HC Deb 28 November 1968 vol 774 cc724-6

Mr. Alan Lee Williams (by Private Notice) asked the Secretary of State for Employment and Productivity by Private Notice whether she will make a statement on the continuance of the Girling brake strike.

The Secretary of State for Employment and Productivity (Mrs. Barbara Castle)

A stoppage of work involving 22 machine setters and five inspectors who are members of the Amalgamated Union of Engineering and Foundry Workers has been in progress at Girlings Limited, Bromborough, since 11th November.

I understand that the stoppage occurred when machine setters refused to accept an instruction from a charge-hand, who is a member of the Association of Scientific, Technical and Managerial Staffs, to operate an oil valve and the chargehand himself did so.

My Department has been in close touch with the unions and the management since the stoppage began. These discussions culminated in meetings on 20th November, at which it was clear that no immediate settlement of the main issues was possible and, in view of this, I appointed a court of inquiry, under Professor Robertson, to investigate the causes and circumstances of the dispute.

After further discussions the same day on an interim basis for an immediate resumption of work, the A.E.F. agreed to advise its members to resume work immediately. This advice was rejected by the men on strike on 21st November, and they have since confirmed their attitude, despite the fact that the Executive Council of their union has strongly urged them to return to work at once.

Because of the stoppage the company has laid off 500 employees. Since the plant supplies disc brakes for the car industry, production and employment in motor assembly firms are seriously threatened. The Ford Motor Company has announced that 5,000 employees will be laid off from next Monday. I understand that other assembly firms are reviewing the position daily.

It is tragic that employment, production and exports should be jeopardised by a strike which is being continued against the advice of the union concerned.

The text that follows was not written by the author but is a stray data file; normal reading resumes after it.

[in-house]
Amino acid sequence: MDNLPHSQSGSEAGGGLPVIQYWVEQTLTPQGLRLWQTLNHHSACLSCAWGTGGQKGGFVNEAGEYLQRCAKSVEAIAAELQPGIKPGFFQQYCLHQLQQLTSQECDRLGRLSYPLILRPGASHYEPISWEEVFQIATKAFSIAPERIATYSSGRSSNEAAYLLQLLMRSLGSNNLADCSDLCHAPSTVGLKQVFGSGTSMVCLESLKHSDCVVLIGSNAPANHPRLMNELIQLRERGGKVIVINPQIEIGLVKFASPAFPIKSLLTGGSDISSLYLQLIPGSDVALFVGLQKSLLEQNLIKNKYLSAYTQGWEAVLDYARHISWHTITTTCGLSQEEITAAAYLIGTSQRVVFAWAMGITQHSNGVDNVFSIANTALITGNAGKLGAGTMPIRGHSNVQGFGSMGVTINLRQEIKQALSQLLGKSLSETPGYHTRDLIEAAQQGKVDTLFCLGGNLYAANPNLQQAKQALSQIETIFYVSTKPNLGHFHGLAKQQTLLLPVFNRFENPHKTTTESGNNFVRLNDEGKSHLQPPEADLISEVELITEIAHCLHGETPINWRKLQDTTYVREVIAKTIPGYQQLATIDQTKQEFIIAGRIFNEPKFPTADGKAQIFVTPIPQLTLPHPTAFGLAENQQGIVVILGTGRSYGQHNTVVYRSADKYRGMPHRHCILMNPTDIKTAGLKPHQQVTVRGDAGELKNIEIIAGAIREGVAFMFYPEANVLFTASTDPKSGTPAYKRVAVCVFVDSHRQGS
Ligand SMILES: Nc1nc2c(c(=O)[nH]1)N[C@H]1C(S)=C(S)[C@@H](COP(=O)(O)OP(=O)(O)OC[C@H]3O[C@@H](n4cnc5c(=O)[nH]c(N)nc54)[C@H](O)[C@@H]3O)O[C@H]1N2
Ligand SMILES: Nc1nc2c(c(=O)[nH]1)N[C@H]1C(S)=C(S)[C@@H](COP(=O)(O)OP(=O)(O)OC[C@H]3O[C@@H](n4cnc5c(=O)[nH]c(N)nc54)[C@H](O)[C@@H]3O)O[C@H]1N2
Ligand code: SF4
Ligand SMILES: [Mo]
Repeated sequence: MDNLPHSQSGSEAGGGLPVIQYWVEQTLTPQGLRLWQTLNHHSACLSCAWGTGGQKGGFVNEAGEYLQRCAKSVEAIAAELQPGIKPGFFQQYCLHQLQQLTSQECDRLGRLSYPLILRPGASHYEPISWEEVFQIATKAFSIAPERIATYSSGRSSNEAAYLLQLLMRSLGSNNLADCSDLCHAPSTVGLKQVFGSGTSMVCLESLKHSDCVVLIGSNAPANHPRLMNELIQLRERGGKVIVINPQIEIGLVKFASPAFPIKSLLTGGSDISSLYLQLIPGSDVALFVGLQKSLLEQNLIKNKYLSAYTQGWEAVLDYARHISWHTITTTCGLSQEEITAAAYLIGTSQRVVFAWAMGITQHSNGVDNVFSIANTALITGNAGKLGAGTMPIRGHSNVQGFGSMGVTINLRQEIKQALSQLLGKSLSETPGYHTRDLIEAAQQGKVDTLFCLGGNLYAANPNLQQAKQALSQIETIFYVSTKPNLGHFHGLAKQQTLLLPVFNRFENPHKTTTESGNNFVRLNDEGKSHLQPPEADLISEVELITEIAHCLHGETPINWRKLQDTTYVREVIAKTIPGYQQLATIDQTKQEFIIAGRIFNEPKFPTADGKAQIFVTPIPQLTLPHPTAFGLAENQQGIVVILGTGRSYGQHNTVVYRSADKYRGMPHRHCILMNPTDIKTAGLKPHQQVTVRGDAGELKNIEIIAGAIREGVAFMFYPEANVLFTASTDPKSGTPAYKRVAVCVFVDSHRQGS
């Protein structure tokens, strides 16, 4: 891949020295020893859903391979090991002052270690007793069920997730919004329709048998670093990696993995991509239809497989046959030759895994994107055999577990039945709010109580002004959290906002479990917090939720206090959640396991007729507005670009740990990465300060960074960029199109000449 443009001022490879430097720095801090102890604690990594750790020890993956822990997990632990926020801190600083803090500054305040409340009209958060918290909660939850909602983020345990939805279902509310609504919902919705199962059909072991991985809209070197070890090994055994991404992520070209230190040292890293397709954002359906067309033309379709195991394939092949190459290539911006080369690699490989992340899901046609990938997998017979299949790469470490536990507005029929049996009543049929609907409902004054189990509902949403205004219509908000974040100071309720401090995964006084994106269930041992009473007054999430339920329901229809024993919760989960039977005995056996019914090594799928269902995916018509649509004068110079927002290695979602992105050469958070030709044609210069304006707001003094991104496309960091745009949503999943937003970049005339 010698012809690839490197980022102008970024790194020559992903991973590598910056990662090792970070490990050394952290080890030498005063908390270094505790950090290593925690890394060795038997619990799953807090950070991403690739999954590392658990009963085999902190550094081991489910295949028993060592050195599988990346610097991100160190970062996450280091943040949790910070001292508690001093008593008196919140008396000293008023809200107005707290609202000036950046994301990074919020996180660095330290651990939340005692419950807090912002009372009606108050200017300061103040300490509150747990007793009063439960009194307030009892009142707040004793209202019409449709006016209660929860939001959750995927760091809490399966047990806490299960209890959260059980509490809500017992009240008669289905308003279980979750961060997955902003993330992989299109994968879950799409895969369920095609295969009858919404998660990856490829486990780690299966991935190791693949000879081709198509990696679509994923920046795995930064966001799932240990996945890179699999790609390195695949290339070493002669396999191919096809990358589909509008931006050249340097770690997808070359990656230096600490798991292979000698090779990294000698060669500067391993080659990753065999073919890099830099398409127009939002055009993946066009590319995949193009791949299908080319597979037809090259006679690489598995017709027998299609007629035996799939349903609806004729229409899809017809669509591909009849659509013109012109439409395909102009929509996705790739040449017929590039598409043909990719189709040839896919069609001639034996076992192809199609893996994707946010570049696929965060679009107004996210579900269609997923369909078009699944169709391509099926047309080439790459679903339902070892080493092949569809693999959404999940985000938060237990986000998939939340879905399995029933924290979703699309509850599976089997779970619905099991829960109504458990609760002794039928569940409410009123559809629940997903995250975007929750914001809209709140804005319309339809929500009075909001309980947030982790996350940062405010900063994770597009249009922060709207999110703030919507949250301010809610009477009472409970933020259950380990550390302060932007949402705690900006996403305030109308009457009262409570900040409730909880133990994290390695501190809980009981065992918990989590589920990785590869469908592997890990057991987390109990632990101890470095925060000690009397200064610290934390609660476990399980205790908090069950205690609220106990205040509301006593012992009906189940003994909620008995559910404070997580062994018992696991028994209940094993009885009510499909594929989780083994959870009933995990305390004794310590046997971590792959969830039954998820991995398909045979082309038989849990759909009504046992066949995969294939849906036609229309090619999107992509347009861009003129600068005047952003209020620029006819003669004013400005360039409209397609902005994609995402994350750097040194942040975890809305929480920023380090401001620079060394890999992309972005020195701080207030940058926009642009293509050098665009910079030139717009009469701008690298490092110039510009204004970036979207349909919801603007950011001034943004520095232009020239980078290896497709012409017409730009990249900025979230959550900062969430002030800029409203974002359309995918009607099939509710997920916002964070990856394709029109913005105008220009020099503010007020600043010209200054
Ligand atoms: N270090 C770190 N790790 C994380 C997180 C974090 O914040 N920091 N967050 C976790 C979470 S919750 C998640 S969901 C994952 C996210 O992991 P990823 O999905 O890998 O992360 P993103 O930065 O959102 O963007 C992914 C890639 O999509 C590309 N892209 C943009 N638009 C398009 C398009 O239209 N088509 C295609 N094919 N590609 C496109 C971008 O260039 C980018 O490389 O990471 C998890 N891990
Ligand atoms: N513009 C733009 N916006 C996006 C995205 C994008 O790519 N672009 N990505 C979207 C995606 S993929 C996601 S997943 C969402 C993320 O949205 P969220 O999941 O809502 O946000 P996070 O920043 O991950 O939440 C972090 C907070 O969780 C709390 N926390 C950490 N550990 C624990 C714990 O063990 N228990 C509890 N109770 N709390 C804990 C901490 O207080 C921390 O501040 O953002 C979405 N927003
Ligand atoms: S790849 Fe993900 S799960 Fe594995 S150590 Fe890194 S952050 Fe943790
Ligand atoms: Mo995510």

The court of inquiry which is holding hearings tomorrow and Saturday will be making a thorough and impartial investigation of the causes and circumstances of the dispute. I therefore strongly urge the men on strike to follow the advice of their union and resume normal working immediately.

Mr. Williams

I thank my right hon. Friend for her reply. I know that she is doing everything possible to settle the dispute. As she rightly states, 5,000 workers, not involved in the dispute, will be laid off on Monday as a result of this stupid inter-union dispute. Could she work out a formula to try to settle the strike and not wait until the result of the inquiry?

Mrs. Castle

We have tried that and we have also tried to find a formula on which work could be resumed pending the outcome of the court of inquiry. We worked out a formula with the management which was acceptable to the A.E.F. Executive, but, unfortunately, it has not been accepted by the men on strike.

I have today spoken to the President of the A.E.F., and I am happy to tell the House that he is at this moment in touch with his local officials with a view to arranging a meeting with the strikers at the earliest possible moment, at which he will urge them to return to work.

Mr. R. Carr

Does not the right hon. Lady feel that this strike is an example which raises an important matter of principle? Does she think that it is right any longer that the legal immunity originally given, and rightly given, to protect unions in disputes with employers should continue to be given to protect unions in disputes with other unions which cause great damage to the country?

Mrs. Castle

We all know the views of the right hon. Gentleman and the party opposite which have been worked out in the document "Fair Deal at Work". I do not believe that the proposals in that document would be of any value in a situation of this kind. Therefore, it is essential to look at these questions completely objectively and constructively. That I am doing in the context of the Donovan Report.

Mr. Roy Hughes

Does my right hon. Friend appreciate that disputes in factories belonging to this company have been perpetual in the past few months? Will she see that the inquiry focuses attention on the obvious inadequacy of the managements of these factories?

Mrs. Castle

The court of inquiry will be looking into the general complaint about industrial relations in this company, and I am sure that its report will prove of general value.

Mr. Howie

As the widespread ramifications of this strike go far beyond the men immediately involved, can my right hon. Friend say whether the general secretaries or executives of the two unions mainly involved have come together with a view to evolving a common policy towards the strikers and, if not, will she order them to do so?

Mrs. Castle

I do not think that the general secretaries of the two unions have come together. There have been continuous talks in which both unions and the management have been involved. My concern is to get a resumption of work, not to discuss the merits of the dispute. That will be a matter for the court of inquiry.

I am grateful to the President of the A.E.F. for the urgent action that he is taking today. Once again, I appeal to the strikers, through this House, to resume work so that all aspects of this matter can be studied objectively by the court of inquiry.